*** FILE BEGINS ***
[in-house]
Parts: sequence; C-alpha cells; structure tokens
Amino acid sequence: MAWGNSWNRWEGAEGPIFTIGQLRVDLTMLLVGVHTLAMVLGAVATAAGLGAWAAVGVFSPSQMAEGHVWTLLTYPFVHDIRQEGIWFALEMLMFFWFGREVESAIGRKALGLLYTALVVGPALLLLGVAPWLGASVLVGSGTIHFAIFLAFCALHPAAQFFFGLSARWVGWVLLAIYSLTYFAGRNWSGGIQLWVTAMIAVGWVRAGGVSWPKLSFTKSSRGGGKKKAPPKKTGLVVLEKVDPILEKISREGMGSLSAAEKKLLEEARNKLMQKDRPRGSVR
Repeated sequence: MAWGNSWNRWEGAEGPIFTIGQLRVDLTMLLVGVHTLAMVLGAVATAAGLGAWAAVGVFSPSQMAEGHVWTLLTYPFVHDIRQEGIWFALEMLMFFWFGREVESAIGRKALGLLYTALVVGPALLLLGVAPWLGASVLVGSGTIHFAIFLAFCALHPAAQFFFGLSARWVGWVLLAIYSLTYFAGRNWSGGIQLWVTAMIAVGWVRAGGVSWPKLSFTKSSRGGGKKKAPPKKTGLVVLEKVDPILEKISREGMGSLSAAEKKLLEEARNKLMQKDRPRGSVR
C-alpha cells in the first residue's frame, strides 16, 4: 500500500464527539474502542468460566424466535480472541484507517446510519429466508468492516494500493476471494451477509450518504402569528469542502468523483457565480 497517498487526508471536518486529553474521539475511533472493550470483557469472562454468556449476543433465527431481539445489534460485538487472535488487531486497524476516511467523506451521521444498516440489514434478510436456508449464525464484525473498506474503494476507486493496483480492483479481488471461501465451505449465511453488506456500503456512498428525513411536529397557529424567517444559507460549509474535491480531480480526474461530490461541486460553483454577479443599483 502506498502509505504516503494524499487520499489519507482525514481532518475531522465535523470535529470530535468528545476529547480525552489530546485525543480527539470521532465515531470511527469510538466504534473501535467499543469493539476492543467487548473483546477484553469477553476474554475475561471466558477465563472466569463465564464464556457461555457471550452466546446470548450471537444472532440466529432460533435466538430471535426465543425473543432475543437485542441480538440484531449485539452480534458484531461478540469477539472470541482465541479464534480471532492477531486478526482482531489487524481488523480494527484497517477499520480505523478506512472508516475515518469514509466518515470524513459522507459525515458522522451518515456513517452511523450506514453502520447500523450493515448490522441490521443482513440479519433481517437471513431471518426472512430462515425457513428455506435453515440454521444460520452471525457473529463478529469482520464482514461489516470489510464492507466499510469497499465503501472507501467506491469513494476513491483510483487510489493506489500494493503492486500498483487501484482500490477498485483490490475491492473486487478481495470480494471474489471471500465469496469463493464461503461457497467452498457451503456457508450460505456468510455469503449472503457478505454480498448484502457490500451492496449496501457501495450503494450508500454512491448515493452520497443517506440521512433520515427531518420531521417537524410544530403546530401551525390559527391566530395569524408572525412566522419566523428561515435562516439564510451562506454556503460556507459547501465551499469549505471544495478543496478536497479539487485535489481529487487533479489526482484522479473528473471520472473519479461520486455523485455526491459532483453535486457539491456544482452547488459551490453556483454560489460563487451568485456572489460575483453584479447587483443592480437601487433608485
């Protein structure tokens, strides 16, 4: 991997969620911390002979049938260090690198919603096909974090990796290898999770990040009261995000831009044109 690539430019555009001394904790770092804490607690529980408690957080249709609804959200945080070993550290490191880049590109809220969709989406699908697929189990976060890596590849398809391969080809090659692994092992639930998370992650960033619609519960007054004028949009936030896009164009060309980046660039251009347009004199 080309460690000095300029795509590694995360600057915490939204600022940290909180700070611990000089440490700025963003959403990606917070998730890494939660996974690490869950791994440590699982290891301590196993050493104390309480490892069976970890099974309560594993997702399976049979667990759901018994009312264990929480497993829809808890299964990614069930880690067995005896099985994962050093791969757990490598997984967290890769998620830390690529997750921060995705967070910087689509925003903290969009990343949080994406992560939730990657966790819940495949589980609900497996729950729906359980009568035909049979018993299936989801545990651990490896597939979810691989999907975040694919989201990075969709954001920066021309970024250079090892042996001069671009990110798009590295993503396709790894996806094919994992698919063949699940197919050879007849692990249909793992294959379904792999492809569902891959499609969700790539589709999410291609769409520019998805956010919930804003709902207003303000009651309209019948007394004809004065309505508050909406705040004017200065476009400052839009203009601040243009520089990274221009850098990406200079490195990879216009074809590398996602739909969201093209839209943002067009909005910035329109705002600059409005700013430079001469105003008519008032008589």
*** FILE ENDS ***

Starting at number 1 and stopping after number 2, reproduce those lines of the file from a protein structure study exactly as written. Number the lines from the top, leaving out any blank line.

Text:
[in-house]
Parts: sequence; C-alpha cells; structure tokens